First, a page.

Belkovsky specified that he had owned the company since last year. “Former Sotrama and current CINPIT, the company seemed to be a valuable asset because starting a new business in Monaco is a very complex procedure, even though Monaco is not a business jurisdiction. The company offers a range of services in supply chain management: selects suppliers and logistic services, monitors the suppliers’ performance, and manages shipments that involve multiple transport modes. Its monthly turnover fluctuates around a couple hundred thousand euros. I have a fairly good knowledge of multimodal petrochemical logistics. This field encompasses everything related to commodities that have to cover long distances between their production site and the end consumer, with shipping that includes several transport modes and rigid requirements to every stage, be it a railway tank, a truck, or a tank vessel – full compliance must be ensured.”

It is amazing how a company with a turnover of several hundred thousand euros and such large-scale projects seems to survive with a headcount of just two full-time employees. All the more baffling is the fact that at least one of the “logistics enterprise” employees has retained her position since the times of Sotrama (which had nothing to do with logistics).  Belkovsky clarified that he was “in the process of hiring around a dozen of new employees,” but “it’s tremendously hard to find professionals in Monaco,” and “he’s interviewed yet another applicant today.”

Notably, there are hardly any traces of the CINPIT global logistics enterprise. There is no corporate website or logistic services advertisement. It also remains unclear what kind of cargo the company ships.

More importantly still, CINPIT – not Sotrama – is currently specified as the headquarters of Horizon International Trading AG, a company that was registered by Markus Hasler and Graham Smith in Panama in 2002. It would appear that CINPIT is not a new company, after all; it is a renamed company that has retained its connections to Skigin and the rest of the network.

“New people, old operations” – this is how Robert Eringer interpreted the emergence of CINPIT in place of Sotrama to The Insider.

“Celebrities from Monaco” share business with Yakunin and Timchenko

We can judge the level of connections enjoyed by the management of CINPIT (Sotrama) and Horizon International Trading by the fact that the managing directors ended up beneficiaries of three high-profile and notorious Russian projects – two ports and a toll road.

Markus Hasler’s name is also listed among the affiliates of the Ust-Luga Port on the Baltic Sea, where the Liechtensteinian attorney had been a member of the board of directors up to 2015. The authorities started mentioning the construction of a port in Ust-Luga as early as in the 1990s. At different times, the port and its oil loading terminal were overseen by Vladimir Yakunin’s people through Investport Holding Establishment (Liechtenstein) and by Gennady Timchenko. The construction of terminals was met by letters of protests by EU officials to Angela Merkel and Vladimir Putin and a deputy inquiry in Bundestag in 2012. The lawmakers were concerned by low environmental standards of the construction site and the collapse of facilities which resulted in the damage to the protected area of the Baltic Sea. Valery Izraylit, head of the Ust-Luga port, was arrested in 2016 and placed into custody till December 27, 2017. He is charged with embezzlement of 1.5 billion rubles.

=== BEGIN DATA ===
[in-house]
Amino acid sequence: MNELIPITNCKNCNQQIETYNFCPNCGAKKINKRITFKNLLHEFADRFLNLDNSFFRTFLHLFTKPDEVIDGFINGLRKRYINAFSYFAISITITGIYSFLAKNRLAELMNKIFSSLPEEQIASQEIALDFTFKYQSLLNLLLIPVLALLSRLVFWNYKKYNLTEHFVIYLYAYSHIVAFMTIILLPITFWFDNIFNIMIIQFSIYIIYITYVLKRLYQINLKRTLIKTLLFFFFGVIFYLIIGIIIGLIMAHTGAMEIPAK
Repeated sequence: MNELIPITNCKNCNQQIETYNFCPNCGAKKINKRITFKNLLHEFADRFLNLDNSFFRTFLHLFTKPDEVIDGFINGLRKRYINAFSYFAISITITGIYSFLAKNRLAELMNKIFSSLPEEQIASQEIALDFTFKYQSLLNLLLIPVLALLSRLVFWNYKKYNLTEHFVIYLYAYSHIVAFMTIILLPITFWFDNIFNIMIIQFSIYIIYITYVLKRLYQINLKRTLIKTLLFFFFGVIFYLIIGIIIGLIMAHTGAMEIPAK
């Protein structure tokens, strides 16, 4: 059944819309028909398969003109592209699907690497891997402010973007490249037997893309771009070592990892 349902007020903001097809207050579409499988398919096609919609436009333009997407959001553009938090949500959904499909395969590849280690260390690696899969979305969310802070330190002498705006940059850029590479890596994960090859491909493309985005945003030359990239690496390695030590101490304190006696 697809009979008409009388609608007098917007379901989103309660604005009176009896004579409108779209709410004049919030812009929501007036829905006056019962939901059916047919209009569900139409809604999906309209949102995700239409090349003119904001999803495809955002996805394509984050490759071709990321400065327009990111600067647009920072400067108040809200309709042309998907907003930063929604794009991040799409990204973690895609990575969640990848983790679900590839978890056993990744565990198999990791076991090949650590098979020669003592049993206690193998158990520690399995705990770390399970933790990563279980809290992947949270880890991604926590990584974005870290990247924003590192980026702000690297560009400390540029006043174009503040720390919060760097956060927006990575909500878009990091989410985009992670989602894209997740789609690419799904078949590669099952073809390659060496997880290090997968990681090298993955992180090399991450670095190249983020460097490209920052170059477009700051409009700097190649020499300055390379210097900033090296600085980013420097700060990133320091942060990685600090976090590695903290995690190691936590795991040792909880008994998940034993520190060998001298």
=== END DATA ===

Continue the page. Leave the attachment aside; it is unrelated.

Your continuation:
Vladimir Yakunin and Gennady Timchenko

In the meantime, Markus Hasler and Graham Smith suddenly took an active interest in road construction in St. Petersburg. St. Petersburg administration intends to spend 8 billion rubles on the construction of toll roads, to which end they concluded a contract in 2017 with a company unknown in Russia, in spite of its self-explanatory name – Sankt-Peterburgskaya Platnaya Doroga OJSC (“St. Petersburg Toll Road”). The Platnaya Doroga enterprise was founded by a Cypriot company, Tollway Limited, co-owned in equal shares by Russian national Roman Belousov (who is also the CEO of Platnaya Doroga) and Magalo Investments (Panama), headed by the Liechtensteinian attorneys Markus Hasler and Graham Smith.

In June 2009, Markus Hasler signed an agreement on the lease of his Italian villa in the Monte Argentario peninsula, indicating his address in Liechtenstein as Raben Anstalt, 26 Industriestrasse, Ruggell. The Insider has obtained a copy of the agreement. According to the document, the tenant is Czech lobbyist Marek Dalík, who was sentenced to five years in prison by the Prague Municipal Court in 2016 for receiving a payoff while overseeing armored personnel vehicle shipments for the Czech Army.

St. Petersburg gangsters take over Sakhalin: Allegations of illegal port takeover

Not long ago, a group of investors from St. Petersburg, headed by Skigin Jr., made their way to Sakhalin to take over the Poronaysk Port – which did not go smoothly.

In June 2015, Alexei Fert, who introduced himself as the new director, was denied access to his office by the port security guards. Presenting himself to the media as the chairman of the board of directors of the port, Roman Belousov declared that the former top management had to be replaced with Alexei Fert due to their “low efficiency, a lack of financial results, permanent losses, ongoing conflicts with all contractors, and a lack of development prospects for the port.”